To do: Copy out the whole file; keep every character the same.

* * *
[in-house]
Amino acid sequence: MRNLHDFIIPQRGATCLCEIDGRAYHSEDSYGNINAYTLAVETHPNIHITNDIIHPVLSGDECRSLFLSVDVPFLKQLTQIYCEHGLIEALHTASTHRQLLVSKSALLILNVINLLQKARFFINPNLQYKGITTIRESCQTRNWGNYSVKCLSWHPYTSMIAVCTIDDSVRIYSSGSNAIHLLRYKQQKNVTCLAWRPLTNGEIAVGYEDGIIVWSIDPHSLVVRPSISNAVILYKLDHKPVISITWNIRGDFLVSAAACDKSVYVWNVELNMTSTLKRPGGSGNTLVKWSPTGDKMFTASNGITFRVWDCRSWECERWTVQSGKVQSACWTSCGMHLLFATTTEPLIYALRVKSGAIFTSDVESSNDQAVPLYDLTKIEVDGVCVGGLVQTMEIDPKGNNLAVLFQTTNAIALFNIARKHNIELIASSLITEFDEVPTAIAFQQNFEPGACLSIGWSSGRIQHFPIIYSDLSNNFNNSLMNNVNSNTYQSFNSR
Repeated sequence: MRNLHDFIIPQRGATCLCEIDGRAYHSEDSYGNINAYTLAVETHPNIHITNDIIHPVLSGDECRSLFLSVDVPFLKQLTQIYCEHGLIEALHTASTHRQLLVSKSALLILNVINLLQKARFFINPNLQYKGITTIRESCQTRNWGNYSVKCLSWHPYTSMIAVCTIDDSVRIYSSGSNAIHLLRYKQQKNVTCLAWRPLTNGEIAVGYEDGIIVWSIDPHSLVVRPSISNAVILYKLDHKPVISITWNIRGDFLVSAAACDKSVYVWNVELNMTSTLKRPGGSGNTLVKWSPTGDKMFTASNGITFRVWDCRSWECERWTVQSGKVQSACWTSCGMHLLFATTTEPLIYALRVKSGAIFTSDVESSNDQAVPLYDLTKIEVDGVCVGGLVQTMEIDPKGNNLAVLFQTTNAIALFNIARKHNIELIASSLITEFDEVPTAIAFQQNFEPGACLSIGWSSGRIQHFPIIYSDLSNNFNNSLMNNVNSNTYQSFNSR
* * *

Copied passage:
[in-house]
Amino acid sequence: MRNLHDFIIPQRGATCLCEIDGRAYHSEDSYGNINAYTLAVETHPNIHITNDIIHPVLSGDECRSLFLSVDVPFLKQLTQIYCEHGLIEALHTASTHRQLLVSKSALLILNVINLLQKARFFINPNLQYKGITTIRESCQTRNWGNYSVKCLSWHPYTSMIAVCTIDDSVRIYSSGSNAIHLLRYKQQKNVTCLAWRPLTNGEIAVGYEDGIIVWSIDPHSLVVRPSISNAVILYKLDHKPVISITWNIRGDFLVSAAACDKSVYVWNVELNMTSTLKRPGGSGNTLVKWSPTGDKMFTASNGITFRVWDCRSWECERWTVQSGKVQSACWTSCGMHLLFATTTEPLIYALRVKSGAIFTSDVESSNDQAVPLYDLTKIEVDGVCVGGLVQTMEIDPKGNNLAVLFQTTNAIALFNIARKHNIELIASSLITEFDEVPTAIAFQQNFEPGACLSIGWSSGRIQHFPIIYSDLSNNFNNSLMNNVNSNTYQSFNSR
Repeated sequence: MRNLHDFIIPQRGATCLCEIDGRAYHSEDSYGNINAYTLAVETHPNIHITNDIIHPVLSGDECRSLFLSVDVPFLKQLTQIYCEHGLIEALHTASTHRQLLVSKSALLILNVINLLQKARFFINPNLQYKGITTIRESCQTRNWGNYSVKCLSWHPYTSMIAVCTIDDSVRIYSSGSNAIHLLRYKQQKNVTCLAWRPLTNGEIAVGYEDGIIVWSIDPHSLVVRPSISNAVILYKLDHKPVISITWNIRGDFLVSAAACDKSVYVWNVELNMTSTLKRPGGSGNTLVKWSPTGDKMFTASNGITFRVWDCRSWECERWTVQSGKVQSACWTSCGMHLLFATTTEPLIYALRVKSGAIFTSDVESSNDQAVPLYDLTKIEVDGVCVGGLVQTMEIDPKGNNLAVLFQTTNAIALFNIARKHNIELIASSLITEFDEVPTAIAFQQNFEPGACLSIGWSSGRIQHFPIIYSDLSNNFNNSLMNNVNSNTYQSFNSR